In alcohol withdrawal patients, how is the hyperadrenergic state corrected? thiamine and clonidine/propranolol
What is the MOA of TCAs (Amitriptyline)? inhibits biogenic amine reuptake at presynaptic neurons
What antimuscarinics are indicated for EPS? benztropine and trihexyphenidyl
What neurotransmitter is absent if PNMT is absent? Epinephrine
What are the TCA drugs? Doc Amit, the Desi, took a north trip (Doxepin, Amitriptyline, Desipramine, Nortriptyline) - (Imipramine and Clomipramine)
What is the MOA of Sumatriptan? serotonin 5HT1D/1B agonist - produces cerebral vascular VC
What is associated with Wernicke Korsakoff? polyneuritis
How do you reverse Vecuronium (non depolarizing non blocking agent)? Neostigmine (paralysis)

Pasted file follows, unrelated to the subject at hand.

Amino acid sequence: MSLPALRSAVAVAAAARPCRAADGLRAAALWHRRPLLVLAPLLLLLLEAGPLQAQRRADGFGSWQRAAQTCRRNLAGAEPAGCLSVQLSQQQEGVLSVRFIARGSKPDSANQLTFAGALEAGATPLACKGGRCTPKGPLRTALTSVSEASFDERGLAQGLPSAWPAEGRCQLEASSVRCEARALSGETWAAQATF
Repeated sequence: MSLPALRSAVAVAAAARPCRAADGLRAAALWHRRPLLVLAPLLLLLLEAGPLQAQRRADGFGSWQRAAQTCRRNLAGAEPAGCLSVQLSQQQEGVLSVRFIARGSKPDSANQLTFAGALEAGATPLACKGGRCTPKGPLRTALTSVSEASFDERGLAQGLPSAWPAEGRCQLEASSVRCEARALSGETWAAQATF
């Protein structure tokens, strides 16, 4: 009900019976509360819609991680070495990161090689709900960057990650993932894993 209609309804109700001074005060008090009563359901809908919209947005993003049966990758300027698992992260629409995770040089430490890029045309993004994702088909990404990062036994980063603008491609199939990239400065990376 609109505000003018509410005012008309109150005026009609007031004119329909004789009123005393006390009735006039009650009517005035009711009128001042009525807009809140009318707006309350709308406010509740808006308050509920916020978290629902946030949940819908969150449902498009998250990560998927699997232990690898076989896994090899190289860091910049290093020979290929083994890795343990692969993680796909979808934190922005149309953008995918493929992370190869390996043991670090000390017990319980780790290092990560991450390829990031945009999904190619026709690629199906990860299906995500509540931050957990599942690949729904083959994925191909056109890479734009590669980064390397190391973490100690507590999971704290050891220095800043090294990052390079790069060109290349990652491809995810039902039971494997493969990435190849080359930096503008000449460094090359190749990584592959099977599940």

What do neuroepithelial cells give rise to? glioblasts -> neuroglial cells include astrocytes and oligodendrocytes
What is the antidote of Benzos? Flumazenil
Patient with neostriatal degeneration, choreoathetoid movements, and dementia. Diagnosis? Inheritance pattern? Huntington's. AD inheritance.
What does the MLF connect? abducens to contralateral oculomotor nucleus for conjugate gaze
What is the pathology in intranuclear ophthalmoplegia? MLF demyelinated causing medial rectus palsy on attempting lateral conjugate gaze.
What is the diagnosis with MLF demyelination? multiple sclerosis
How do you transect a pituitary adenoma? transnasally through sphenoid sinus
What is the cerebellopontine angle? cerebellum, upper medulla, and middle cerebellar peduncle
Which nerves emerge from the cerebellopontine angle? facial nerve and vestibulocochlear nerve
What forms the lateral walls of the pituitary fossa? cavernous sinuses